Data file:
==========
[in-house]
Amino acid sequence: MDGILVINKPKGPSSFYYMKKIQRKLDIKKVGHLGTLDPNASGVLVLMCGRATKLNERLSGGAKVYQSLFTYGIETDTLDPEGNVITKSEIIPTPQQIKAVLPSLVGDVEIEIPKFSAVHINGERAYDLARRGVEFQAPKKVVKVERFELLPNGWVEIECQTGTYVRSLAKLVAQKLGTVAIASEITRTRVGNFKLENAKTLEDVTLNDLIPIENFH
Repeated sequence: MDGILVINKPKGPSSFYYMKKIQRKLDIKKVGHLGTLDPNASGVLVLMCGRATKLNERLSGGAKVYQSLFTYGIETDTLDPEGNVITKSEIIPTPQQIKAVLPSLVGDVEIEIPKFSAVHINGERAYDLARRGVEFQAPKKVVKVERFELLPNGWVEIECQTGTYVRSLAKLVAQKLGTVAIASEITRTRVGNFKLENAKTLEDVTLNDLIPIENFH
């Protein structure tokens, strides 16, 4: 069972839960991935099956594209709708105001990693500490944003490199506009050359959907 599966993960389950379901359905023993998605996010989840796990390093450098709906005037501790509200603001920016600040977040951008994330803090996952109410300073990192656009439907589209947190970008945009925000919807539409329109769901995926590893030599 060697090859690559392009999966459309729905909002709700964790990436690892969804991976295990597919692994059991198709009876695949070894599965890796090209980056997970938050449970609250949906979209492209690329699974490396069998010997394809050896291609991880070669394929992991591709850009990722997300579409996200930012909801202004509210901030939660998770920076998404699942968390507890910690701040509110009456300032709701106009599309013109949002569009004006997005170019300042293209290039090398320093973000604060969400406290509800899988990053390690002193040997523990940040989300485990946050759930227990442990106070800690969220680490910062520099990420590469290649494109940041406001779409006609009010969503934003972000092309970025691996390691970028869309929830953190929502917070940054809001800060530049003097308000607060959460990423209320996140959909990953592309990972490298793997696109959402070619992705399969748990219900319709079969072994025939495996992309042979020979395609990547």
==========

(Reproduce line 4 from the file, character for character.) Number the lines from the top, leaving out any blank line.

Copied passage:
């Protein structure tokens, strides 16, 4: 069972839960991935099956594209709708105001990693500490944003490199506009050359959907 599966993960389950379901359905023993998605996010989840796990390093450098709906005037501790509200603001920016600040977040951008994330803090996952109410300073990192656009439907589209947190970008945009925000919807539409329109769901995926590893030599 060697090859690559392009999966459309729905909002709700964790990436690892969804991976295990597919692994059991198709009876695949070894599965890796090209980056997970938050449970609250949906979209492209690329699974490396069998010997394809050896291609991880070669394929992991591709850009990722997300579409996200930012909801202004509210901030939660998770920076998404699942968390507890910690701040509110009456300032709701106009599309013109949002569009004006997005170019300042293209290039090398320093973000604060969400406290509800899988990053390690002193040997523990940040989300485990946050759930227990442990106070800690969220680490910062520099990420590469290649494109940041406001779409006609009010969503934003972000092309970025691996390691970028869309929830953190929502917070940054809001800060530049003097308000607060959460990423209320996140959909990953592309990972490298793997696109959402070619992705399969748990219900319709079969072994025939495996992309042979020979395609990547």